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The 1990s: The Decade
of Risk Management
(Part 1 of 3)

 

In early 1989, RIMS formed the Risk Management Roundtable. Chaired by Michael McDonald, director of risk management for Ryder System Inc., its mission is to advance both the theory and practice of risk management. Some 15 experienced risk managers are serving; the group is expected to grow to about 30 risk managers. Through discussion at Roundtable meetings, the aim is to identify trends and issues, and develop mechanisms to address them in order to broadly disseminate views and concerns.

In April 1989, several areas came forward for study, and teams were formed to undertake an investigation. One area was how the risk management function is performed and how it is perceived, particularly by senior management in the business environment.

The "new risk team" proceeded to look at the genesis of risk management, its present reality and where its future lies. Research undertaken by team members was synthesized into what follows: a blueprint for the future which aims to broaden the individual risk manager's role in order to contribute far greater than now to Corporate America's need to manage a myriad of risks cohesively.

This paper was written by Anthony J. Burlando, vice president of risk management for The Hillman Company, with contributions from George Balcer, director of risk management for Stone Container Corp., Thomas A. Duffleld, vice president of risk management and insurance for Archer Daniels Midland Company, Fred B. Molineux, director of corporate insurance for Johnson & Johnson, and Spencer J. Rankin, vice president of risk management for Schering-Plough Corp. Mr. Burlando also wishes to thank Sue Anne Mitro, manager of property/casualty insurance of The Hillman Company for her assistance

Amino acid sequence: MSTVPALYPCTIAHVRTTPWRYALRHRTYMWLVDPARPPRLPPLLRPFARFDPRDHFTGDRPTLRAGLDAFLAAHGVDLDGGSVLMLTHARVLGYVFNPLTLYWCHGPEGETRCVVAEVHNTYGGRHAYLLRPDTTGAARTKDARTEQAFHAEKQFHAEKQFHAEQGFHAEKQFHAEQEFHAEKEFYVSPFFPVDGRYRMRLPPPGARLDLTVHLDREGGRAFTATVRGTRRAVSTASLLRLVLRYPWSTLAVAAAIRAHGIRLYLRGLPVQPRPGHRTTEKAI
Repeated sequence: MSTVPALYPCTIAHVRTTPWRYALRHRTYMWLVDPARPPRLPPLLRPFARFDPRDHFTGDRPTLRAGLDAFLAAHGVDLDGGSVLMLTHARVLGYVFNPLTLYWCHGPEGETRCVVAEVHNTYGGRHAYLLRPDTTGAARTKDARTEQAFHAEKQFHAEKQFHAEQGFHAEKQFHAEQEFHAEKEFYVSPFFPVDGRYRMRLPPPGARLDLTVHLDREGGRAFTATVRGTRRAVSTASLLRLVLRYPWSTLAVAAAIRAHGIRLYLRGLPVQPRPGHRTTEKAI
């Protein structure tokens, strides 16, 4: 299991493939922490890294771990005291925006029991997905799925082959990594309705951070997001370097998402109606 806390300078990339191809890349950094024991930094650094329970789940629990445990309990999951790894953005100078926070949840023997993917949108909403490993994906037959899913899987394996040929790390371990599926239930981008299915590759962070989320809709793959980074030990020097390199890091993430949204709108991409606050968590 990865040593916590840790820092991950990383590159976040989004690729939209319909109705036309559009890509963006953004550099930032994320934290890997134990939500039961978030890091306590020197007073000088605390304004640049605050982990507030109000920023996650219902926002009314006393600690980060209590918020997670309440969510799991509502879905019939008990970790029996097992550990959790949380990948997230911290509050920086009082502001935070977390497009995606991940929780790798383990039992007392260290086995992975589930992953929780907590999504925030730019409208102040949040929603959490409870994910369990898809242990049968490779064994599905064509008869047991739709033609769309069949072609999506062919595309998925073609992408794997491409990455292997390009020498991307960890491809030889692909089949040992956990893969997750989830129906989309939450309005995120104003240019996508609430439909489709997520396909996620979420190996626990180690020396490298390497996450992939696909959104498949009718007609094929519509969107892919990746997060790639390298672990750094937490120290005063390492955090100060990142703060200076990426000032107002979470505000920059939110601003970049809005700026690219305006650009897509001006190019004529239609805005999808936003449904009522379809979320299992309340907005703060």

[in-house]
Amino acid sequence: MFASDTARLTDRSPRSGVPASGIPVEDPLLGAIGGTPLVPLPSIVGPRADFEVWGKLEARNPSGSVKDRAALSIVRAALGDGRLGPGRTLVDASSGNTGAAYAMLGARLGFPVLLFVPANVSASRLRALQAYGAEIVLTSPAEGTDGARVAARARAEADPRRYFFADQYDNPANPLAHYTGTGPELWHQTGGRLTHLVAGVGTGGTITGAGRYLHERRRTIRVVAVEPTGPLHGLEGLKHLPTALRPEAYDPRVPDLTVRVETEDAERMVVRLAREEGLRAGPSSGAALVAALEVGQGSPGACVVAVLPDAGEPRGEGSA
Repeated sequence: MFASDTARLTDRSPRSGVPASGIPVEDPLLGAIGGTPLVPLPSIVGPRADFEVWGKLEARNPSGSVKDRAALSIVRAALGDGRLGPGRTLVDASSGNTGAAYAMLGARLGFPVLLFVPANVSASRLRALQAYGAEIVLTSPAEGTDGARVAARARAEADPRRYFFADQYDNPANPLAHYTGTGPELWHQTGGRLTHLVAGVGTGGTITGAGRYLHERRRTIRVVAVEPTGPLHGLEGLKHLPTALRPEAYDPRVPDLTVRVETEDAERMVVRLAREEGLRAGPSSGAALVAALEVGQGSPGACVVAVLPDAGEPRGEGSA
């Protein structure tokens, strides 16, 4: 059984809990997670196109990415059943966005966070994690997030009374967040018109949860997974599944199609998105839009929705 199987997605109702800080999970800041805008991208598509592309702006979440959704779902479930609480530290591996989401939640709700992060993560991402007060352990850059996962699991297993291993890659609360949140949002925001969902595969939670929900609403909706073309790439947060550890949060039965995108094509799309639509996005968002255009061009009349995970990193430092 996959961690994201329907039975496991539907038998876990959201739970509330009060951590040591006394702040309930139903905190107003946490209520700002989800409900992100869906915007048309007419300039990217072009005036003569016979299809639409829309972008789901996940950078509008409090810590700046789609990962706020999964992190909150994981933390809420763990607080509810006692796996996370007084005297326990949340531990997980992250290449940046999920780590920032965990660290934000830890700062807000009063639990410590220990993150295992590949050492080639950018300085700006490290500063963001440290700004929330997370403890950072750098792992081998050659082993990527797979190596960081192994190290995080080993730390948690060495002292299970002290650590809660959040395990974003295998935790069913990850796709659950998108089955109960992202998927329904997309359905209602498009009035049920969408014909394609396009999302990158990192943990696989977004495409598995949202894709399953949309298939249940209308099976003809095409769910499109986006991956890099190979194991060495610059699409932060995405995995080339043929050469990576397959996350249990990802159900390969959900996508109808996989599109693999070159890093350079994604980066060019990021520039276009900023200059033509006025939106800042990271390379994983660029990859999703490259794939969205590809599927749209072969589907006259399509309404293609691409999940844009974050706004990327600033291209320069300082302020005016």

The paper is the opinion of the "new risk team" members; it is their hope that others will offer views and reviews and thereby create a dialogue for change in the status quo.

Risk managers are in the business of managing the future. In the next decade, risk managers will create their own individual career opportunities by fundamentally changing the traditional risk management function. Risk management will emerge as an essential business discipline and the risk management position will be elevated to the corporate officer level. The 1990s will be "The Decade of Risk Management."

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Risk Management in the 1980s

Risk management mission statements generally focus on the preservation of assets and continuity of earning power. The mission statement is usually coupled with the five-step risk management decision making process. The former defines What is managed, and the latter outlines shows it is managed.

In reality, neither the risk management mission nor the risk management process accurately represent modern risk management. More importantly, these useful but outmoded definitions may be retarding individual career development and impeding the acceptance of risk management as an essential business discipline.

A giant leap is necessary to correct the creeping mismatch between these generally accepted risk management definitions and risk management in practice. However, before a leap is possible, a number of questions must be answered.